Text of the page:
Attorney General Scott Pruitt said he disagrees with the logic behind Monday’s Oklahoma Supreme Court ruling declaring two abortion laws unconstitutional.
State district court judges previously blocked both laws — one that required women seeking an abortion to view their ultrasound and another that sought to prohibit use of medication to terminate a pregnancy — as violations of the Oklahoma state constitution.
On Tuesday, in separate rulings, the Oklahoma Supreme Court upheld the decisions by the lower courts. The laws received bi-partisan support in the Legislature.
Pruitt said his office disagrees with the court’s decision, particularly regarding the view that the question on whether Oklahoma’s Constitution provides a right to an abortion was left unanswered. Pruitt said his office is also disappointed that the court upheld the district court ruling on drugs such as the abortion pill RU-486.
“There is overwhelming evidence that the off-label use of abortion-inducing drugs leads to serious infections and death for many healthy, unsuspecting women,” Pruitt said. “This is not OK. Our job is to protect the citizens of Oklahoma and we will consider an appeal.”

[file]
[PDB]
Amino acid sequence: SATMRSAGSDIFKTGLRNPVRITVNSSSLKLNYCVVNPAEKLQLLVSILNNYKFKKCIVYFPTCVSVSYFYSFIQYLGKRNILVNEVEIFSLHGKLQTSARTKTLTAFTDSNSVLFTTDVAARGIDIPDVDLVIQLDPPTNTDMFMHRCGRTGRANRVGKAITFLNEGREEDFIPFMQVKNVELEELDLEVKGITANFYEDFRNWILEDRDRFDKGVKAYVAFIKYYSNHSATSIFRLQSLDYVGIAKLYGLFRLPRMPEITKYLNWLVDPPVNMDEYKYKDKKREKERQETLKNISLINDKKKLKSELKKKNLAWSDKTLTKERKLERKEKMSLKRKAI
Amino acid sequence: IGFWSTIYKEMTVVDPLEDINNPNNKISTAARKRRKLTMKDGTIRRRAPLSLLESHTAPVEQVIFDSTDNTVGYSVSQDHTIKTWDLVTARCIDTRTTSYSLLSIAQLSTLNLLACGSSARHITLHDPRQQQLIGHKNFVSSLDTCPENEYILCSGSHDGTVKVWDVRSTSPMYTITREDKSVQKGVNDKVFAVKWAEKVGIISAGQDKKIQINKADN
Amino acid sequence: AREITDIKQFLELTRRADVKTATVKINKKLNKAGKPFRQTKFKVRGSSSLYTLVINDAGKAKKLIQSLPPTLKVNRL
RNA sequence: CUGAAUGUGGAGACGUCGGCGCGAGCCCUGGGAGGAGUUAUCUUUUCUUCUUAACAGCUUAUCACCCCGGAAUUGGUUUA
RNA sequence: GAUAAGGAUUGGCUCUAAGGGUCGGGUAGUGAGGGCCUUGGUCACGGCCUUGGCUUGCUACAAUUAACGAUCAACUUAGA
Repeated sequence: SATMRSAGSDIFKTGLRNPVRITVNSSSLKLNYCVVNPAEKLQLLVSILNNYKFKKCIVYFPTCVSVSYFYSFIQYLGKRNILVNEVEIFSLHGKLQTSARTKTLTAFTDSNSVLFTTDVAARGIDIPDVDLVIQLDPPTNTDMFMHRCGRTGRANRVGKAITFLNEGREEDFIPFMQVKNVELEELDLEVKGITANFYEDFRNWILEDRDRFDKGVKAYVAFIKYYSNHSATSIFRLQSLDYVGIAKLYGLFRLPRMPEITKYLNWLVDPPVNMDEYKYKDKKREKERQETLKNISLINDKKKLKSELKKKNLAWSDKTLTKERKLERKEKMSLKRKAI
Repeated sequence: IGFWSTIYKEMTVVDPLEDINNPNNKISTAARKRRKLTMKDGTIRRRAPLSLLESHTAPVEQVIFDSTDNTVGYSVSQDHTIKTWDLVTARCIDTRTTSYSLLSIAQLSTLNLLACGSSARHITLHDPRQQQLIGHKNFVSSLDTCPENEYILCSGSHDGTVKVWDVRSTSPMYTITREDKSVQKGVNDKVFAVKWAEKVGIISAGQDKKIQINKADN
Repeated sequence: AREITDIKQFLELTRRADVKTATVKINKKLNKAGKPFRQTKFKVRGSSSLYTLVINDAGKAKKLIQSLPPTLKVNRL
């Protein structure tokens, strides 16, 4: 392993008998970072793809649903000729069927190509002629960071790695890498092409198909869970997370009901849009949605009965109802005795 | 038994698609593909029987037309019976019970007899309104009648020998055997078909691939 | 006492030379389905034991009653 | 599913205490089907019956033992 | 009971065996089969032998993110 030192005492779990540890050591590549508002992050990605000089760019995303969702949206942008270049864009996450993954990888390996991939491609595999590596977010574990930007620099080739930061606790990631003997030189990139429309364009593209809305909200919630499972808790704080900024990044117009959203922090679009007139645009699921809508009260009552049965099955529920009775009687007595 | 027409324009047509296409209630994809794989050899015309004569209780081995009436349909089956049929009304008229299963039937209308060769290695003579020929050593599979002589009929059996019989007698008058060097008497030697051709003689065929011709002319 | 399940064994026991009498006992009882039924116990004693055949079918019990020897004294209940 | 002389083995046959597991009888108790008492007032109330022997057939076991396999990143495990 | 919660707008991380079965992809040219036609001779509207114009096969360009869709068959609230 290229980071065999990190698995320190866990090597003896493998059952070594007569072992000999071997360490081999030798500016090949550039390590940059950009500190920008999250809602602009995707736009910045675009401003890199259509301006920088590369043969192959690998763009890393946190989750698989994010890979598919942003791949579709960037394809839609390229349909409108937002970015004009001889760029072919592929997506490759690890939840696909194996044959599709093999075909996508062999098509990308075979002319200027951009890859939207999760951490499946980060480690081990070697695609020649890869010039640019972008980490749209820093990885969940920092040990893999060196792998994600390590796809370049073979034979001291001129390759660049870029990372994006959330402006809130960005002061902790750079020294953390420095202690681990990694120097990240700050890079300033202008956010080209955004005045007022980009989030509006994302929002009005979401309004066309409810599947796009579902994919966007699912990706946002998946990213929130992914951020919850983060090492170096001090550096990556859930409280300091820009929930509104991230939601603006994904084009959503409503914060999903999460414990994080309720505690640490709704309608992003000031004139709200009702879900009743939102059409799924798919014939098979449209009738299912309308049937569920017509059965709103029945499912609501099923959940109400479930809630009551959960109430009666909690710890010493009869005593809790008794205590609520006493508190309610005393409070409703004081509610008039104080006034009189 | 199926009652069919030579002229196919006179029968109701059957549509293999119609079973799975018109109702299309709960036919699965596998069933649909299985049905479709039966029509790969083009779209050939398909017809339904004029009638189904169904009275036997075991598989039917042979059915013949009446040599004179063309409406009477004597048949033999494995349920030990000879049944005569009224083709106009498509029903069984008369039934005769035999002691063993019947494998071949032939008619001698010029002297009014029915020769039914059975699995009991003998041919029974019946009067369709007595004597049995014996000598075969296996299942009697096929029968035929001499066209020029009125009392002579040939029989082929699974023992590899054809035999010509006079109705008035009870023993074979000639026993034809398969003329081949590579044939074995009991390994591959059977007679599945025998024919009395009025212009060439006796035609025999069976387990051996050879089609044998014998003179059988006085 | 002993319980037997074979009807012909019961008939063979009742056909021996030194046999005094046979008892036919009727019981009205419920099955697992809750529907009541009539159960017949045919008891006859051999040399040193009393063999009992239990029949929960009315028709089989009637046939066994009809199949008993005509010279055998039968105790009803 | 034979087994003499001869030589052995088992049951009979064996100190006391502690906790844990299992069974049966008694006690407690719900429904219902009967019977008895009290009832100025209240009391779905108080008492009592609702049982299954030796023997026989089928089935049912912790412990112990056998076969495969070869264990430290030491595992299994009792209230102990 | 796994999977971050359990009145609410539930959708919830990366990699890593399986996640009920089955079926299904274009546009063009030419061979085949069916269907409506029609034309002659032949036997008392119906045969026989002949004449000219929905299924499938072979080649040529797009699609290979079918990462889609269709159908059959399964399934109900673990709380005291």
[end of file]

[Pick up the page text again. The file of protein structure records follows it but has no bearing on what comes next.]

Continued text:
Nancy Northrup, president and CEO of plaintiff Center for Reproductive Rights, hailed the decisions. Via a news release Northrup said the state’s highest court affirmed the related rights as fully protected.
“Oklahoma has long been a testing ground for a national network of organizations hostile to women, doctors and the rights of both, and these two laws are prime examples of politicians imposing their ideologies on women’s personal medical decisions,” Northrup said. “But despite their best efforts to chip away at women’s fundamental rights, the courts have consistently rejected these extreme assaults on reproductive freedom.”
In July 2010, an Oklahoma district court judge granted a temporary restraining order against the ultrasound law. A permanent injunction was granted in March 2012.
In October 2011, the drug-related law was temporarily blocked. It was permanently struck down by a district court judge in May 2012.
Approved in September 2000, Mifeprex (aka RU-486 and mifepristone) is used with another medication (misoprostol) to end an early pregnancy — within 49 days of the start of a woman’s last menstrual period, according to the U.S. Food and Drug Administration.
Since its approval, the FDA has received reports of serious adverse events, including several deaths, in the United States following medical abortion with mifepristone and misoprostol, the agency reports on its website.
email@example.com | 341-2121, ext. 108